He leaves upcoming leaders with a solid piece of advice: “Don’t forget about common courtesy. Use “please” and “thank you” and treat everyone with respect.”
Gratefulness Passing the Reigns
2022 marks the year of his retirement, and he reflected on how fast the last 18 years went. It was not his intent to stay involved at this level of government for so long but following each session he noted “there’s always unfinished work and a draw to keep you coming back.” Previously, Hamilton didn’t understand why many legislators stayed in their positions for so long, but it’s easy for him to see now.
“As soon as I announced my retirement, the weight on my shoulders was gone. I also promised my family, close friends, and myself that I would take care of myself and personal well-being,” said Hamilton.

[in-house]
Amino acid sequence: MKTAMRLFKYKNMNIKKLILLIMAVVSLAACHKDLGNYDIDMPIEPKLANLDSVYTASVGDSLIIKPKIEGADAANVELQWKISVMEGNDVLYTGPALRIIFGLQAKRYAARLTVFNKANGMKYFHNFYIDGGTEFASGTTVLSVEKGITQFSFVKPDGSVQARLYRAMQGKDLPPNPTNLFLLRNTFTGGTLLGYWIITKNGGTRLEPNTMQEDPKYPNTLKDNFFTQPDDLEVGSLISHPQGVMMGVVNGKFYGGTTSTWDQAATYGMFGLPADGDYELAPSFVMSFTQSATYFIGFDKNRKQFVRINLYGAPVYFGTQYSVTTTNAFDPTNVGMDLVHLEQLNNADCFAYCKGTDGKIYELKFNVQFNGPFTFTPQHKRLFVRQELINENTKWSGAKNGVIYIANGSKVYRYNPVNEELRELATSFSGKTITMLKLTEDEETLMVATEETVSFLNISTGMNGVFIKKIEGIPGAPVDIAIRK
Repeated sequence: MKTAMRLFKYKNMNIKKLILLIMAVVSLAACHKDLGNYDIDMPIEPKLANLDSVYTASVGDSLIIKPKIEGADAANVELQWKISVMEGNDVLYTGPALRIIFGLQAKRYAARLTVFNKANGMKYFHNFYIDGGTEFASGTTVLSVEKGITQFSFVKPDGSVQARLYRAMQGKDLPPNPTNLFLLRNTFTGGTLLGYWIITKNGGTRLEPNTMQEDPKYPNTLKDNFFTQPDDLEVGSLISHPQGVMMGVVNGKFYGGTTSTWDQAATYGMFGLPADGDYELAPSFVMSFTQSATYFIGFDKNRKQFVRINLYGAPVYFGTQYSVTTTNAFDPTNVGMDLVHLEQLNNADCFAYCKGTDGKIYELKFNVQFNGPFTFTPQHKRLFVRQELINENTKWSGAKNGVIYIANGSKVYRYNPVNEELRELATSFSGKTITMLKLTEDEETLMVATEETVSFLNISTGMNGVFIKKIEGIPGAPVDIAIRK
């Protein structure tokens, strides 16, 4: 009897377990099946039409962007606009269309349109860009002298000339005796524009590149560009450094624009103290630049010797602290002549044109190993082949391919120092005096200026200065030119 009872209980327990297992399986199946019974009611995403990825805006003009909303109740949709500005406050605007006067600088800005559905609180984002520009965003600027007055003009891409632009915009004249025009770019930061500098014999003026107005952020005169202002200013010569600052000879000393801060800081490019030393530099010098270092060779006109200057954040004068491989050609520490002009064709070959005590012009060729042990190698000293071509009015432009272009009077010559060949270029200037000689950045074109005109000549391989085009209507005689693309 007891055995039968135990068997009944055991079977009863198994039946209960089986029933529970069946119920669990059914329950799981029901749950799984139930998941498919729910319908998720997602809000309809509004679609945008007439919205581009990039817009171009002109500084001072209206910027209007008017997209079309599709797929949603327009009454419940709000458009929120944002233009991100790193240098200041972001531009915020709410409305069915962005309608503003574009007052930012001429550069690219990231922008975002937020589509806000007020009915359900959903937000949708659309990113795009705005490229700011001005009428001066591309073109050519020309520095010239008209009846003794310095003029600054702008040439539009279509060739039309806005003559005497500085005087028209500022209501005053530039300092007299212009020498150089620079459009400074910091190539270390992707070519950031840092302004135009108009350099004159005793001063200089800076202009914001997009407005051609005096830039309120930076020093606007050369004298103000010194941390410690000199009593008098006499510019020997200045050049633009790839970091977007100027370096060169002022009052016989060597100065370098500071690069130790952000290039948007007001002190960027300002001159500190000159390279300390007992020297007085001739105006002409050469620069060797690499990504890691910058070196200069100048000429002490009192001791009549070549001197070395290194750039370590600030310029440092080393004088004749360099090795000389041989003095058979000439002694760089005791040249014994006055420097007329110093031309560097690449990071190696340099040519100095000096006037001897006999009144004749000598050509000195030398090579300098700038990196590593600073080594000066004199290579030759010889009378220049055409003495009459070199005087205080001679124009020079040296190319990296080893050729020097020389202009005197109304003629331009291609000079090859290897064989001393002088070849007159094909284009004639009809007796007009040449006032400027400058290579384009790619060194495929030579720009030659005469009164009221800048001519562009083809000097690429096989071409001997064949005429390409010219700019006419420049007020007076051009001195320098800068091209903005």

He noted his greatest reward in serving pig farmers and his constituents are the friendships developed over the years. Countless mentors and connections both within and outside the legislature created lifelong friendships that are cherished and appreciated for their impact on his life. The value he feels for each friendship made is irreplaceable.
“It’s really rewarding to jump in my vehicle and drive through the state,” Hamilton acknowledged thoughtfully. “To see the bills I’ve passed and know I played a role in that – both big projects such as Highway 60, to small projects like adding a culvert under railroad tracks to prevent a farmer’s field from flooding – is a rewarding feeling I don’t take for granted.”
Hamilton declared, “Change is a good thing. Now there’s room for another leader to step up and bring new perspectives and ideas.”